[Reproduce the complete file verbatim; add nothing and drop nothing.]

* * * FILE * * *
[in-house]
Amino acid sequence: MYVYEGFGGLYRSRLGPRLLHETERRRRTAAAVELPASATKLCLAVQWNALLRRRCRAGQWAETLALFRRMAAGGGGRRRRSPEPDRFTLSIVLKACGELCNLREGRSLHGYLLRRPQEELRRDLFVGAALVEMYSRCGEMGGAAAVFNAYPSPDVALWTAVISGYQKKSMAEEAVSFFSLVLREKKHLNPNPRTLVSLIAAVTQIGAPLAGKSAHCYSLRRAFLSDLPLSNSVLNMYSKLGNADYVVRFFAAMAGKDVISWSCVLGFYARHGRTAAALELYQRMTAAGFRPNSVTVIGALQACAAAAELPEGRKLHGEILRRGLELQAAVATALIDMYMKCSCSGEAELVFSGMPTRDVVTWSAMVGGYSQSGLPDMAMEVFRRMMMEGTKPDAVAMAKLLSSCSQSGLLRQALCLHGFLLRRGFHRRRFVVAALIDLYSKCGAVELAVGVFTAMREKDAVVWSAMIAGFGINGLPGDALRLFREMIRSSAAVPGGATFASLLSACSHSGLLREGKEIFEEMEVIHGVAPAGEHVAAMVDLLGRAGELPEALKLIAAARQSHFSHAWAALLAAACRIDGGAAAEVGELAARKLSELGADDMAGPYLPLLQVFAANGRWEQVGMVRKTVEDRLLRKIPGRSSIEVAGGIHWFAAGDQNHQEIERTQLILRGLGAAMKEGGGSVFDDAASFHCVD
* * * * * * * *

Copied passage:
[in-house]
Amino acid sequence: MYVYEGFGGLYRSRLGPRLLHETERRRRTAAAVELPASATKLCLAVQWNALLRRRCRAGQWAETLALFRRMAAGGGGRRRRSPEPDRFTLSIVLKACGELCNLREGRSLHGYLLRRPQEELRRDLFVGAALVEMYSRCGEMGGAAAVFNAYPSPDVALWTAVISGYQKKSMAEEAVSFFSLVLREKKHLNPNPRTLVSLIAAVTQIGAPLAGKSAHCYSLRRAFLSDLPLSNSVLNMYSKLGNADYVVRFFAAMAGKDVISWSCVLGFYARHGRTAAALELYQRMTAAGFRPNSVTVIGALQACAAAAELPEGRKLHGEILRRGLELQAAVATALIDMYMKCSCSGEAELVFSGMPTRDVVTWSAMVGGYSQSGLPDMAMEVFRRMMMEGTKPDAVAMAKLLSSCSQSGLLRQALCLHGFLLRRGFHRRRFVVAALIDLYSKCGAVELAVGVFTAMREKDAVVWSAMIAGFGINGLPGDALRLFREMIRSSAAVPGGATFASLLSACSHSGLLREGKEIFEEMEVIHGVAPAGEHVAAMVDLLGRAGELPEALKLIAAARQSHFSHAWAALLAAACRIDGGAAAEVGELAARKLSELGADDMAGPYLPLLQVFAANGRWEQVGMVRKTVEDRLLRKIPGRSSIEVAGGIHWFAAGDQNHQEIERTQLILRGLGAAMKEGGGSVFDDAASFHCVD